• John; the saying “the son of man is within you” is obviously an intentional revision of the earlier/traditional saying about the nearness of the kingdom of God. In Luke 17:21, for example, the kingdom of God is “among you” (Greek: entos humin), not “within you”. “The son of man is within you” reflects an altogether different outlook than what we have in the NT Gospels.

  4. ‘Jesus’ little “I’m OK, you’re OK” talk’: I am guessing this is a loose translation from the original Aramaic. One wonders what the the late Maurice Casey would have said. Films ostensibly about Jesus tend to be pretty awful, as you indicate.They tend to reflect more about the values and views of the makers rather than anything to do with Jesus?

    This was an interesting article.. Those references in the Gospel to the women who supported Jesus always stir the curiosity. The understated mention they get still reminds you that they did the little things like dealing with finances and accommodation and witnessing the crucifixion and resurrection. St Paul seemed to have plenty of respect for various women he listed. I have always been attracted by that suggestion (by Bauckham among others I think) that the Joanna (,wife of Chuza, steward to Herod Antipas, according to Luke) might be the same person as Junia referred to by Paul as of note among the apostles, and in Christ before him.

    You can guess from such references that the part they played in the spread of Christianity was far more important and interesting than standing around simpering at Jesus.

    • Becky Castle Miller permalink

      Ben Witherington also writes about the Joanna-Junia possibility, and I also am attracted to the idea.

      • Becky,

        Yes, I first came across the link in ‘What Have They Done With Jesus?’ by Ben Witherington. He titles the first chapter of his book ‘Joanna and Mary Magdalene: Female Disciples from the Seashore of Galilee’. As Witherington says (p20)…’ Junia must have been part of the original circle of followers of Jesus in Jerusalem if indeed she was “in Christ ” before Paul’s conversion in A.D. 34-35′.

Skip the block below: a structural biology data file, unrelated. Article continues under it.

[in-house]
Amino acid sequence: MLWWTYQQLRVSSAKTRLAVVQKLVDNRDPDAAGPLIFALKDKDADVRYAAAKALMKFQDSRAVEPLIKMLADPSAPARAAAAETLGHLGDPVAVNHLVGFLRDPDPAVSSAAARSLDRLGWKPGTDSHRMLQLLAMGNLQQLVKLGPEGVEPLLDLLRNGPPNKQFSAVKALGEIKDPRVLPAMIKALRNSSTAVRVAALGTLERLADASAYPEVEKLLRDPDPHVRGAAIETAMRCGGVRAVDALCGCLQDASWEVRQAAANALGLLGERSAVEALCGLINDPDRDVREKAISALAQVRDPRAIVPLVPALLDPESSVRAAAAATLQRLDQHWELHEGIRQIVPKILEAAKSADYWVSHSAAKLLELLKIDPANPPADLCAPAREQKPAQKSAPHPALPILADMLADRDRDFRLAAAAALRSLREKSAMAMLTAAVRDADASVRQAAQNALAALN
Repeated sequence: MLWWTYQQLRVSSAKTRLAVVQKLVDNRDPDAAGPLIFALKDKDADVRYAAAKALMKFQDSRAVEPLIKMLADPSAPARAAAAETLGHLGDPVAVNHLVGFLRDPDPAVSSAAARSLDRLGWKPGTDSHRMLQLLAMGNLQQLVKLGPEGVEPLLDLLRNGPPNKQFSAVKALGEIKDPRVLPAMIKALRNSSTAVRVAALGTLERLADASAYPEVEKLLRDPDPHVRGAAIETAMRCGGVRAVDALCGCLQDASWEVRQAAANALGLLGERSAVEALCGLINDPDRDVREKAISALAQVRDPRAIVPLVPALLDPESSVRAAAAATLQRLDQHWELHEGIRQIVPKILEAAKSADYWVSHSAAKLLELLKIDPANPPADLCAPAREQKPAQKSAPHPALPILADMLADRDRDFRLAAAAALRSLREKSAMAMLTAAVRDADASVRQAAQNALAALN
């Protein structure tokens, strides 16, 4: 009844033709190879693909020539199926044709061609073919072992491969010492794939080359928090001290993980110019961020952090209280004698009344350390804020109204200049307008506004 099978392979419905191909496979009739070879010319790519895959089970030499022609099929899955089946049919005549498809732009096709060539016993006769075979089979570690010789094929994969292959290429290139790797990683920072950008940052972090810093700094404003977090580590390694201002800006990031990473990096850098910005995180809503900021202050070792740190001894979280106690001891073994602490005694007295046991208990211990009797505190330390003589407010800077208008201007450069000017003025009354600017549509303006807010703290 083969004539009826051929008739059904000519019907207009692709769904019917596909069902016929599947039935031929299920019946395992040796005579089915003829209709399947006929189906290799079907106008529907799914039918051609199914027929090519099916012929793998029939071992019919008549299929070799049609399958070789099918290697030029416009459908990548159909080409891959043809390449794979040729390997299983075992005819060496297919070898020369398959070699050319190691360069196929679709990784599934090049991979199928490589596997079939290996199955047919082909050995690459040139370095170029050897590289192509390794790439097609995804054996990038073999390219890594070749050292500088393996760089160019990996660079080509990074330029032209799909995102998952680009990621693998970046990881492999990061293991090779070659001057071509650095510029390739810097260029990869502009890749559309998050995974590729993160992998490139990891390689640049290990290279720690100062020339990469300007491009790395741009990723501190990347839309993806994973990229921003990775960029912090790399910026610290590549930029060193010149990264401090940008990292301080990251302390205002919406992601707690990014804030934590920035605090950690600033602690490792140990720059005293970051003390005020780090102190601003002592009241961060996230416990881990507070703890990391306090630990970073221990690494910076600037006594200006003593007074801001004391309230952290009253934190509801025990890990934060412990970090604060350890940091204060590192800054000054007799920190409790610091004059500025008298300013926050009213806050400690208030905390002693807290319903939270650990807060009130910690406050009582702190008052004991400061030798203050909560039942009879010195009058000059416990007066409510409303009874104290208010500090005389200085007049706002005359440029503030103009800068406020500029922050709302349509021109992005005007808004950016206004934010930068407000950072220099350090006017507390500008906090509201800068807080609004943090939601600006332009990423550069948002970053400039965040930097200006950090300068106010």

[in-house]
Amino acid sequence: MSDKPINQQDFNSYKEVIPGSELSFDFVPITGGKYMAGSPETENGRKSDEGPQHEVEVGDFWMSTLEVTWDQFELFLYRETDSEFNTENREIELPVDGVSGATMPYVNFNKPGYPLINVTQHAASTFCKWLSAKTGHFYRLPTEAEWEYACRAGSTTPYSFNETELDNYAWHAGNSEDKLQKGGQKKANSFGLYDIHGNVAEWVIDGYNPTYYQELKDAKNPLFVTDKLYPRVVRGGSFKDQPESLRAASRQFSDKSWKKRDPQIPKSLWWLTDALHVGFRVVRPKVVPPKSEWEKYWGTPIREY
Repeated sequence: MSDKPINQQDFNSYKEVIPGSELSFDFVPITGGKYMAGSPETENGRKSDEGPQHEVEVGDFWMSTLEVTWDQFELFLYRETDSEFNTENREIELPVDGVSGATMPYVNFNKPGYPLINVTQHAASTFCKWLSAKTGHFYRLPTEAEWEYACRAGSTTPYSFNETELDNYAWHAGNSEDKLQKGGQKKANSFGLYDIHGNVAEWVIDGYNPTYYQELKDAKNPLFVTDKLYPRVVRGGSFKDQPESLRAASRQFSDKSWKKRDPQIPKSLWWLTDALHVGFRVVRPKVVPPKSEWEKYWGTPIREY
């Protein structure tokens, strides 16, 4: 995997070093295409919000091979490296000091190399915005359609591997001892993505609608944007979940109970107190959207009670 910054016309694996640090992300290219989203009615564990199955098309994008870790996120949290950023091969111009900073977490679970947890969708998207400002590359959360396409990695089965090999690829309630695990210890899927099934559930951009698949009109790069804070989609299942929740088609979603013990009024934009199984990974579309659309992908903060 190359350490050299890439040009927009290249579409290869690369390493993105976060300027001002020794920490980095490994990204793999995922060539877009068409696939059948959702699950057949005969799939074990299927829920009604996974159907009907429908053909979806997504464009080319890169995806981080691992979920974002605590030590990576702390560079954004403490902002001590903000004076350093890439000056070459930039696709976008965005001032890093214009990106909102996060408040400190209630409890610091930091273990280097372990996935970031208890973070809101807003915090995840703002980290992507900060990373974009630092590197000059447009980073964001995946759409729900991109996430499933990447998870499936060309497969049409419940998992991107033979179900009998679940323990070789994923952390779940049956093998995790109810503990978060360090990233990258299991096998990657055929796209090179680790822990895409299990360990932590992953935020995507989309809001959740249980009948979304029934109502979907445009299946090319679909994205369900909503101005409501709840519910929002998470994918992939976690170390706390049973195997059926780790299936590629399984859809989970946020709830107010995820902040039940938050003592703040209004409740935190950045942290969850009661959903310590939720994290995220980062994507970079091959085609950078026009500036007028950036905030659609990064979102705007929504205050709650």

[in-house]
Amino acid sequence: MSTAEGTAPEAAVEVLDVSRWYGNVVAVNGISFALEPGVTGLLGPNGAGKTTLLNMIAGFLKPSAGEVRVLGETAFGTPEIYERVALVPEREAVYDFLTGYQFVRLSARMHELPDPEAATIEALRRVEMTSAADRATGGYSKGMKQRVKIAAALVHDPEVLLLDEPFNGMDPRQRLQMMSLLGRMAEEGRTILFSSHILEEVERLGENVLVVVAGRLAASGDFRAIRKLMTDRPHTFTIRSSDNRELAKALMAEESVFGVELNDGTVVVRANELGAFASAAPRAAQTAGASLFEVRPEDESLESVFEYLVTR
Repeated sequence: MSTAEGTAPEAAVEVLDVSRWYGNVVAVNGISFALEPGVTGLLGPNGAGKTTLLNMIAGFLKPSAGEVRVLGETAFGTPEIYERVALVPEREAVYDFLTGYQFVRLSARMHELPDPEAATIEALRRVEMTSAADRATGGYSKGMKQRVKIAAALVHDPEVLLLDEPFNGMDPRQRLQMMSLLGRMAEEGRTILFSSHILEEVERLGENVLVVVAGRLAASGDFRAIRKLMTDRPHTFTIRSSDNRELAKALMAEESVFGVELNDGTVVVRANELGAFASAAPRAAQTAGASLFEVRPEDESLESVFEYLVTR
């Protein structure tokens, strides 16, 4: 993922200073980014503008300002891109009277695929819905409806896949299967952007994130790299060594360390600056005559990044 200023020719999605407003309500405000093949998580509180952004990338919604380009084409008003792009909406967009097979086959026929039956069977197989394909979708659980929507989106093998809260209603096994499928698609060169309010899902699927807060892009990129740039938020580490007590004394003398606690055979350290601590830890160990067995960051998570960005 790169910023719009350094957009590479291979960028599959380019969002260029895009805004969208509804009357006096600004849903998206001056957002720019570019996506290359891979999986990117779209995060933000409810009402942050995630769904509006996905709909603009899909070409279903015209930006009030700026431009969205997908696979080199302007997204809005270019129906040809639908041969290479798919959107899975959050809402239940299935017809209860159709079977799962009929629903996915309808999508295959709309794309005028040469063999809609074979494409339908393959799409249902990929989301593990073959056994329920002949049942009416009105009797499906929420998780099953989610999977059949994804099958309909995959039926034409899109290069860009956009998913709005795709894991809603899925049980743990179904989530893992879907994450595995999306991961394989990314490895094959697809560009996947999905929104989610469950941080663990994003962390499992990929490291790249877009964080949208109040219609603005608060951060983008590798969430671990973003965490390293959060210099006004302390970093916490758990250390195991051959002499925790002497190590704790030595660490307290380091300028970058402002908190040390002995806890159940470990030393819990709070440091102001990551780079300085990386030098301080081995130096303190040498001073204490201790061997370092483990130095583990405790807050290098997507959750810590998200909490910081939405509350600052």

It would be interesting to hear Professor Hurtado’s views on the significance of women in the early Christianity.

  5. Kirk Durston permalink

    I appreciate the review, in particular, from the viewpoint of a New Testament scholar. For me, getting the details right is important and you have provided a well-informed and useful summary.

  6. Darnit… after reading this review I will scratch this movie off the list of possible movies to go see. Oh wait… the trailers for it already convinced me it would not be worth my time 😉

  7. J. Andrew Doole permalink

    We don’t even “know” she was from “Magdala”!

    Thanks for the review. It sounds like a pity. I do MM with my Masters seminar and hope to go together to watch it. At least it affords is the opportunity to talk about the Nag Hammadi gospels with “outsiders”, if you’ll pardon the pun!

  8. Do you take the Gospels to be completely historically accurate because they set in Judaea in the reign of Herod Antipas?

    Do you find yourself annoyed by ‘historical’ films set in the Wild West? I imagine one could quibble with the specific jargon and style of six-shooters used by Doc Holliday, or the fact that many things happen in the film that are not even close to historical accuracy.

    But, hopefully one would quickly realise that doing so is just bad film criticism. Fair enough about pacing, acting style, etc. But, your criticisms regarding historical accuracy are strange.

    But, hey, if you want to be the Neil DeGrasse Tyson of Bible films, feel free.

    • Taylor: You’re still not getting it, are you? “Wild West”films are announced as fiction. Even films about historical characters such as Doc Holliday or Jesse James, or Wyatt Earp that have massive amounts of creative material (e.g., dialogue, etc.), can be judged as to whether they succeed in historical terms. E.g., if a Jesse James movie has him robbing banks in New York city, that’s just stupidly incorrect. I don’t demand that the Magdalene movie be historical documentary, only that, as it presents itself as set in a given time and place, it should at least TRY not to come over laughably inaccurate.